Two of the most popular types of term life insurance are 10 year and 20-year term policies.
Which is the right policy for you?
Let’s do an analysis of 10-year vs. 20-year term life insurance, and see if we can sort this out. The answer will depend mostly on your own personal circumstances, but there are some general factors that you should take into consideration when making the decision.
10 Year vs. 20 Year Term Life Insurance – The Basic Differences
All term life insurance policies have a few things in common. Unlike whole life policies, they are limited to the number of years that they are in force. That means that they are temporary policies, while whole life represents permanent life insurance. They also accumulate no cash value, which means that they are pure life insurance.
Now in case you think whole life is better than term, understand that whole life costs a lot more money than term. How much? Roughly 10 times as much for a policy with a comparable death benefit.
But let’s get back to 10 year vs 20 year term life insurance.
There are two basic differences between the 10-year and 20-year policies. The first is obviously the length of the term. The 20-year policy is simply twice as long as the 10 year.
But the most significant difference is the price…
We’ll use the example of a 40-year-old male, non-smoker, and in good health. He will qualify for a standard rating based on his personal health and his family’s medical history. He is purchasing a $1 million term life insurance policy, and deciding between a 10-year term and a 20-year term.
Cost of the 10-year term policy: $750 per year
Cost of the 20-year term policy: $1,250 per year
The insured will save about $500 per year in premium with the 10-year policy. That’s about $5,000 over the full 10 year period. The disadvantage is that he will have to renew his policy at the end of 10 years if he still needs coverage.
The advantage of the twenty-year policy is that the insured will have coverage guaranteed for 20 years, at the same premium level.
Why You Might Go With 10 Year Term Life Insurance
There are two main reasons why the 10-year term policy would be preferable to the 20 year:
- You absolutely cannot afford the extra $500 per year for the 20-year policy, or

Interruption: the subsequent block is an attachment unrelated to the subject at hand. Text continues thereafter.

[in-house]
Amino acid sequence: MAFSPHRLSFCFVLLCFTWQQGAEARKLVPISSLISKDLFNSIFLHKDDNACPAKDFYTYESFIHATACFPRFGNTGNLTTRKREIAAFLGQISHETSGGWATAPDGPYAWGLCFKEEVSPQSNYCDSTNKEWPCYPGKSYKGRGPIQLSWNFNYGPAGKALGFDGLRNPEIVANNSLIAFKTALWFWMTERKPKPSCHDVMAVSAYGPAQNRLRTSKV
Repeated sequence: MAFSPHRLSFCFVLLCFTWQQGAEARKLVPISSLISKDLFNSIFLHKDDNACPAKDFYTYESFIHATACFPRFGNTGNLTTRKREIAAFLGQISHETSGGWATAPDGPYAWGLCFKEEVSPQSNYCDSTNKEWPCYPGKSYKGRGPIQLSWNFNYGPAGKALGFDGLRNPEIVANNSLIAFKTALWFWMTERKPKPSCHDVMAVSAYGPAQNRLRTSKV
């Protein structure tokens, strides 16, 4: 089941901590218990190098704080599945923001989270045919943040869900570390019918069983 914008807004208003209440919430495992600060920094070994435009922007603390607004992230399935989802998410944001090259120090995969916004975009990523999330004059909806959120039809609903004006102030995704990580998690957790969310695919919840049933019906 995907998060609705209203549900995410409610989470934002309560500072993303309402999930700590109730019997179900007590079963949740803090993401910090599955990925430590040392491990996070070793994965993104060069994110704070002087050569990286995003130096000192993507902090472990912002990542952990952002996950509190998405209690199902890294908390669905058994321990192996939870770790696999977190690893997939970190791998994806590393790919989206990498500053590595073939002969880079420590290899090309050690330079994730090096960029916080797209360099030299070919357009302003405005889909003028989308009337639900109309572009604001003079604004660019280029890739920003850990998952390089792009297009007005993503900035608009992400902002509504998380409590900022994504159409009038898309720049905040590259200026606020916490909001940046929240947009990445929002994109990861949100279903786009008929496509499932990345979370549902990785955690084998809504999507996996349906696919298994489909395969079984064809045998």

- Your need for a large amount of life insurance is unlikely to go beyond 10 years.
The major downside is that getting a replacement policy once your 10-year term expires could end up costing more than the original premium on the 20-year term policy. For example, the renewal at the end 10 years may result in a premium costing several thousand dollars per year.
That may be several times higher than what you what you would have paid for the 20-year policy.
There’s an even more extreme outcome. That is that at the end of the 10-year term, you are no longer eligible for life insurance. That could happen if you experience a significant health issue. For example, if you’re diagnosed with hypertension before the 10-year term expires, you will pay even more for coverage than if you were in excellent health. And if you had a major health event, like heart disease or cancer, you may not be able to get a replacement policy at all.
Strategies to Use if You Buy a 10 Year Term Life Insurance Policy
If you fall into one of two categories where a 10-year policy works better, there are strategies you can use that will help when the term ends.
Get a renewable term policy. This will increase the premium a bit, but it enables you to renew the original term without medical qualification. Your premium rate will still increase at the end of the original term. But you’ll be guaranteed the ability to renew the original policy amount, even if your health has declined.